A memo issued last week by the new managing editor at the Wall Street Journal has many in the newsroom wondering about their future. It seems to suggest the new culture will not be the long, thoughtful stories that have led to the Journal's success, but would value short items online or blogs more.

Bill would allow nonprofit newspapers

A bill introduced in the U.S. Senate would allow newspaper companies to reorganize as nonprofit organizations, sort of like National Public Radio.

Meanwhile, in Columbia journalism school . . .

They're getting ready to change the curriculum. The new changes -- if approved -- will be introducing new media skills and, significantly, business skills into the journalism program. In an era of journalist entrepreneurs (who are creating their own jobs) like today, that sounds like a good idea.

By the way, traditional TV still looks good

While we're on the new media subject (and I don't think we're getting off it anytime soon), MediaDailyNews online reports on a panel that says traditional television viewing has a bright future. In fact, one of the experts says, average TV viewing increased five minutes a day last year -- that five minutes alone, he says, is more time than spent on Internet video.

How to save your newspaper

Because I don't regularly read Time magazine, even in free form, I missed this story on saving newspapers. Because I have students who do read it, I was alerted to it. Walter Isaacson, former managing editor of Time, suggests that publications must charge for content online, else they will die. It's totally an anecdotal experience, but I think I'm seeing a groundswell of movement in this direction.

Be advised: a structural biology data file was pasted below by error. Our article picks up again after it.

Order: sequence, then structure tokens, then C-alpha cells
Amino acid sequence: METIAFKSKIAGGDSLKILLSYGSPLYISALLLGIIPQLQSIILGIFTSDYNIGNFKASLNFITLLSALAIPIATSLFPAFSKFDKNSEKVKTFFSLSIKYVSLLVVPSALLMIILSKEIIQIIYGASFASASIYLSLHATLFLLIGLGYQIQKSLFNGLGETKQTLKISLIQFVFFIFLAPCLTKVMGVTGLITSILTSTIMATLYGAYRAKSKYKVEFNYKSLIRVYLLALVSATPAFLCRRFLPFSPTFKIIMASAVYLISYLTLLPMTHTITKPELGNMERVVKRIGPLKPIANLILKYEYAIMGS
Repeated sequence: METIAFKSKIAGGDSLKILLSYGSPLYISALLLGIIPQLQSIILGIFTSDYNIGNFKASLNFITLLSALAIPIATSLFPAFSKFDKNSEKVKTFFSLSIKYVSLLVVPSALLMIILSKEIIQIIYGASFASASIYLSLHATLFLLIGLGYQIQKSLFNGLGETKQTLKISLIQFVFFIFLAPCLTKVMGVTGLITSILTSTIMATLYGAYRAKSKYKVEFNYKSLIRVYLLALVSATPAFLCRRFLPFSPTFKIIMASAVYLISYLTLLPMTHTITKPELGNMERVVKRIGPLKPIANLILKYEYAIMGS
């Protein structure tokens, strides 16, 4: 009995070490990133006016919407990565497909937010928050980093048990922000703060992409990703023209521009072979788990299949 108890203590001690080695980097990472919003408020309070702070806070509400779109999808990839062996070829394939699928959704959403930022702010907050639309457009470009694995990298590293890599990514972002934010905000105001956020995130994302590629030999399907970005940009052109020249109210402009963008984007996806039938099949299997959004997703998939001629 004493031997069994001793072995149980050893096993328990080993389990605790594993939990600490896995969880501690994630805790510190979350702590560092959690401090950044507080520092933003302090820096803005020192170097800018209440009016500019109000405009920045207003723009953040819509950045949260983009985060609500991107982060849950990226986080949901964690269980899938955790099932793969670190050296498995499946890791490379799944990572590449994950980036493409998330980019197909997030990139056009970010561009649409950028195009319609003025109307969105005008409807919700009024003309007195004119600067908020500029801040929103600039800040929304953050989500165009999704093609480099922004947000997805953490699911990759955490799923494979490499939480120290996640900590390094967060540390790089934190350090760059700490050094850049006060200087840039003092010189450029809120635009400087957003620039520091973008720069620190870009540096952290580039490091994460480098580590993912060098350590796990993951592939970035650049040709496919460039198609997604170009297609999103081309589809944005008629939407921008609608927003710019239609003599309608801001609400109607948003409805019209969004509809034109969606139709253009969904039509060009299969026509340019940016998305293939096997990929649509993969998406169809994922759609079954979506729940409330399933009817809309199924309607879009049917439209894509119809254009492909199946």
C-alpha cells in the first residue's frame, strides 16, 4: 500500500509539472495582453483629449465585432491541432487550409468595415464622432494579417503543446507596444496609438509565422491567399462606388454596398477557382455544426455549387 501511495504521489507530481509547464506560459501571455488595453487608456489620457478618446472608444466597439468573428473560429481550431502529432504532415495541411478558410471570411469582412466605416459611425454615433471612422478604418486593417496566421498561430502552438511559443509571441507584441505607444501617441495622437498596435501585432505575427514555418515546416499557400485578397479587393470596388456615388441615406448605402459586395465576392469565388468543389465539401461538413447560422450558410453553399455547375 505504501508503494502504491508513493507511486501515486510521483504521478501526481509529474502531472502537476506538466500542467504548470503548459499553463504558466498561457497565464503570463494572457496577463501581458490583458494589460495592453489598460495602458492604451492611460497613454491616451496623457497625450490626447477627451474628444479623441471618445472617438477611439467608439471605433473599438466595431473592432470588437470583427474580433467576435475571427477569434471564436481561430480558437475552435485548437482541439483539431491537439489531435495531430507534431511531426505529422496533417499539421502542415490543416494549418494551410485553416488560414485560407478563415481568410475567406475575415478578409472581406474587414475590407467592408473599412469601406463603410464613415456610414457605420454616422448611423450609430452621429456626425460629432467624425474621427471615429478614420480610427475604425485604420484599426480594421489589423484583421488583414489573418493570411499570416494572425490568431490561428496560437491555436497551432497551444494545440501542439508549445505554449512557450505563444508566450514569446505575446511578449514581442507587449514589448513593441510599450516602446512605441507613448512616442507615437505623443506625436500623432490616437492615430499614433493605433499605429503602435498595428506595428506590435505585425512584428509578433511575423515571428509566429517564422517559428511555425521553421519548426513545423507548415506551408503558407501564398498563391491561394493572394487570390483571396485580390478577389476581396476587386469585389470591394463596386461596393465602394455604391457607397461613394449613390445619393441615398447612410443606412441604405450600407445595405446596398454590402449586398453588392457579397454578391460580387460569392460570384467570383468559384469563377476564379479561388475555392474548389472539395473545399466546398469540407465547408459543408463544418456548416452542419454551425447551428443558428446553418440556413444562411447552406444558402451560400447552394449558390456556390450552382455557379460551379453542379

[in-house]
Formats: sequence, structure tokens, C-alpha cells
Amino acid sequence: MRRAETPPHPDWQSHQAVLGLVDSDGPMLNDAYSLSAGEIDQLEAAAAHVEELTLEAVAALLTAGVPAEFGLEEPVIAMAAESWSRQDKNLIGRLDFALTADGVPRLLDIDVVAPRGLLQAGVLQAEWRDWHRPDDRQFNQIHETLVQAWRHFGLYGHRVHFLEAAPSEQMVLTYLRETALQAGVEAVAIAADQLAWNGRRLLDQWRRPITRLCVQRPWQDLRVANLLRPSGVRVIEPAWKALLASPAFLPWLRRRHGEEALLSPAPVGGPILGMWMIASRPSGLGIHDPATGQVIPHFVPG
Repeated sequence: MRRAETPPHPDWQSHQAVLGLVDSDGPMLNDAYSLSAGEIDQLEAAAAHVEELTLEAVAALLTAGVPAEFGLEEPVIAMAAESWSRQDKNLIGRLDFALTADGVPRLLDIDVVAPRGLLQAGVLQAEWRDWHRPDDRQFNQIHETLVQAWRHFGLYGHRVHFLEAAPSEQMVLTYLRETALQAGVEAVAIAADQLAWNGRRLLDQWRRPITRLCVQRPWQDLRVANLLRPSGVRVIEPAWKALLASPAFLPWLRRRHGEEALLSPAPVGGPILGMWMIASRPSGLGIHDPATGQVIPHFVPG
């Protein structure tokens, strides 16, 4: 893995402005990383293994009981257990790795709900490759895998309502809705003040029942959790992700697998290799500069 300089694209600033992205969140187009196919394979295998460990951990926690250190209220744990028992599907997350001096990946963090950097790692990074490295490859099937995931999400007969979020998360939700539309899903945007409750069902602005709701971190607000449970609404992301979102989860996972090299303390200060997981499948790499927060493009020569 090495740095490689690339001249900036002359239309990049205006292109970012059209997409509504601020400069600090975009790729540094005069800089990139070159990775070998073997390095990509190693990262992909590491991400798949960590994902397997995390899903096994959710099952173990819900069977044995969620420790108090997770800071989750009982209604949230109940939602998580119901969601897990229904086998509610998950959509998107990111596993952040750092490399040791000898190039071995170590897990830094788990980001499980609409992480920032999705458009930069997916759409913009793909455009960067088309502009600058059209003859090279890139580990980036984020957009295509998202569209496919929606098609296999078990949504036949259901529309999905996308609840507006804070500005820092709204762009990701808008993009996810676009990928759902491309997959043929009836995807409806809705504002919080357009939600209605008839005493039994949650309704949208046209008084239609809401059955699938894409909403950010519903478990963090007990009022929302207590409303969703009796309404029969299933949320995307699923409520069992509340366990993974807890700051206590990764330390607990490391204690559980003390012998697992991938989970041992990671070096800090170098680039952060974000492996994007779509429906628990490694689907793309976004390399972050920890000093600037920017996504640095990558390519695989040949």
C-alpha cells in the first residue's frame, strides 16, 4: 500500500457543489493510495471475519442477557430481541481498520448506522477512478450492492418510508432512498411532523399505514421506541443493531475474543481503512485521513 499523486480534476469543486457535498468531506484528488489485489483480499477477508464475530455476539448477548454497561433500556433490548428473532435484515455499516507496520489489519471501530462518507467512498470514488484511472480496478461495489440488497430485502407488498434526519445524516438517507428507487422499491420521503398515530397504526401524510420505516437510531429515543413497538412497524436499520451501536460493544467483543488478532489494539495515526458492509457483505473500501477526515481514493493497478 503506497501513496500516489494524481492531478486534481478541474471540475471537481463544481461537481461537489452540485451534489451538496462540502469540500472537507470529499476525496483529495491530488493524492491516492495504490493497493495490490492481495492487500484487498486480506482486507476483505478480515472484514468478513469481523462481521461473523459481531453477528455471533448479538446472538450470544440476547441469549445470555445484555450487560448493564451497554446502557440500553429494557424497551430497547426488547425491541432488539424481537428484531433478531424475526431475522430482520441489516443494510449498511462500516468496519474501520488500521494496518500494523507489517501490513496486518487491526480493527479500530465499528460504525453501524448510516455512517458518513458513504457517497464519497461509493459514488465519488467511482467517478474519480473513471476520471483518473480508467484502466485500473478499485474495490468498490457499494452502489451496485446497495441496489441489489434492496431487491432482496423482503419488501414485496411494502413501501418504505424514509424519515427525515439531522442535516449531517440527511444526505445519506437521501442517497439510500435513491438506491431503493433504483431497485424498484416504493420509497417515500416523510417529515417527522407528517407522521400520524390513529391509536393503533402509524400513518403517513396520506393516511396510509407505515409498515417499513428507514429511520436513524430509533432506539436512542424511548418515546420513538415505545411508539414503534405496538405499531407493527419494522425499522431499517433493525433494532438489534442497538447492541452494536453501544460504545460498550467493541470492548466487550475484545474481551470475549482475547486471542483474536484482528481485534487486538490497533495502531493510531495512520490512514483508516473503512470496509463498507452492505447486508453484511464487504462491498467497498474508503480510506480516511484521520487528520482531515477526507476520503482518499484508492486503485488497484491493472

Tuesday, March 24, 2009

Does social media work as an advertising vehicle?

At least one media expert doesn't think so. But he does think Twitter and search media are great. Social media, in his view, are "fantastic at collecting data, behavioral stuff, you can use at some other point, but it's greatly overstated," in terms of advertising.

Is this the future? 4 Michigan markets lose newspapers

New York Times reports four areas of Michigan to lose their daily newspapers, including Ann Arbor. Three of the areas will still have three printed editions a week in addition to an Internet presence. That strategy may preserve the ability to restore editions if the economy so dictates once we're out of the really bad times we are in now, which is not a bad thing since nobody really can predict the future and all four were money machines in the not too distant past. The four are owned by, the Internet arm of the Newhouse Company.